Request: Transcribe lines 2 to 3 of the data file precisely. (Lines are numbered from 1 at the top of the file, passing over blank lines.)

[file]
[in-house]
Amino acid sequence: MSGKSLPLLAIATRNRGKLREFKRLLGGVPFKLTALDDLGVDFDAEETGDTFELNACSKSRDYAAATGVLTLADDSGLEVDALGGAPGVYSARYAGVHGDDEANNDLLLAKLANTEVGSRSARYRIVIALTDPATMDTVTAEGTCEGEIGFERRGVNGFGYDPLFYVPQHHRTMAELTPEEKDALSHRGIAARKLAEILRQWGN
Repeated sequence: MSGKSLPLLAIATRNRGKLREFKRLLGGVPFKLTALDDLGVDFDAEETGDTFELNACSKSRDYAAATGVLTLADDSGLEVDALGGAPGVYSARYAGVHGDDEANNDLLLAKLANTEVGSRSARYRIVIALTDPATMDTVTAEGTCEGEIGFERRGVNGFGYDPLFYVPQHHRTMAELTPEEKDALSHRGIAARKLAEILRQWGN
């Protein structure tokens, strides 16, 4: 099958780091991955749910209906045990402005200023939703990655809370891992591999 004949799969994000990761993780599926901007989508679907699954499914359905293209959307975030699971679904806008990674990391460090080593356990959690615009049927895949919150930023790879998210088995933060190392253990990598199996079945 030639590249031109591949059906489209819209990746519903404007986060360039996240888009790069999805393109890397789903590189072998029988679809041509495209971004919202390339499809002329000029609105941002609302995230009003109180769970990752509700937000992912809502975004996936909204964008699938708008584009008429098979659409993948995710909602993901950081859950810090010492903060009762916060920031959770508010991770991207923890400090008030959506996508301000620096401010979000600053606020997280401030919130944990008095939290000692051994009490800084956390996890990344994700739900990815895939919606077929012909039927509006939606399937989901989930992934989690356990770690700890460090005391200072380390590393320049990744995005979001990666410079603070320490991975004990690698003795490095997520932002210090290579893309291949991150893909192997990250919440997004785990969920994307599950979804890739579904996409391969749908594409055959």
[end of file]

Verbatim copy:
Amino acid sequence: MSGKSLPLLAIATRNRGKLREFKRLLGGVPFKLTALDDLGVDFDAEETGDTFELNACSKSRDYAAATGVLTLADDSGLEVDALGGAPGVYSARYAGVHGDDEANNDLLLAKLANTEVGSRSARYRIVIALTDPATMDTVTAEGTCEGEIGFERRGVNGFGYDPLFYVPQHHRTMAELTPEEKDALSHRGIAARKLAEILRQWGN
Repeated sequence: MSGKSLPLLAIATRNRGKLREFKRLLGGVPFKLTALDDLGVDFDAEETGDTFELNACSKSRDYAAATGVLTLADDSGLEVDALGGAPGVYSARYAGVHGDDEANNDLLLAKLANTEVGSRSARYRIVIALTDPATMDTVTAEGTCEGEIGFERRGVNGFGYDPLFYVPQHHRTMAELTPEEKDALSHRGIAARKLAEILRQWGN